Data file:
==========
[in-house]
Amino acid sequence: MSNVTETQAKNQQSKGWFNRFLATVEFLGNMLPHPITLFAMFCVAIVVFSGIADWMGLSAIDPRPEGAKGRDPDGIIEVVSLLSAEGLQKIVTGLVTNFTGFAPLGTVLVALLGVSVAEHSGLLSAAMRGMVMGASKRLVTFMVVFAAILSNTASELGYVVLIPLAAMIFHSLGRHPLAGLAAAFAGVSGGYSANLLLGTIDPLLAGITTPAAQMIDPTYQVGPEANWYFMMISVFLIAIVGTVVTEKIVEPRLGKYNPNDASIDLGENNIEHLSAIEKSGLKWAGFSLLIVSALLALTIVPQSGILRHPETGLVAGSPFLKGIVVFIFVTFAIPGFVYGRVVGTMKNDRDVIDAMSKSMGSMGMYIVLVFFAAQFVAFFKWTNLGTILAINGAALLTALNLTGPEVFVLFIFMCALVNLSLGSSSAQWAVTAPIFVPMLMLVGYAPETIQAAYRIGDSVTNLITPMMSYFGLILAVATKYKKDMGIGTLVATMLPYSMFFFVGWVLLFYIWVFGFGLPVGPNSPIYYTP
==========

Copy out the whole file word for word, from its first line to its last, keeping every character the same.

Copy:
[in-house]
Amino acid sequence: MSNVTETQAKNQQSKGWFNRFLATVEFLGNMLPHPITLFAMFCVAIVVFSGIADWMGLSAIDPRPEGAKGRDPDGIIEVVSLLSAEGLQKIVTGLVTNFTGFAPLGTVLVALLGVSVAEHSGLLSAAMRGMVMGASKRLVTFMVVFAAILSNTASELGYVVLIPLAAMIFHSLGRHPLAGLAAAFAGVSGGYSANLLLGTIDPLLAGITTPAAQMIDPTYQVGPEANWYFMMISVFLIAIVGTVVTEKIVEPRLGKYNPNDASIDLGENNIEHLSAIEKSGLKWAGFSLLIVSALLALTIVPQSGILRHPETGLVAGSPFLKGIVVFIFVTFAIPGFVYGRVVGTMKNDRDVIDAMSKSMGSMGMYIVLVFFAAQFVAFFKWTNLGTILAINGAALLTALNLTGPEVFVLFIFMCALVNLSLGSSSAQWAVTAPIFVPMLMLVGYAPETIQAAYRIGDSVTNLITPMMSYFGLILAVATKYKKDMGIGTLVATMLPYSMFFFVGWVLLFYIWVFGFGLPVGPNSPIYYTP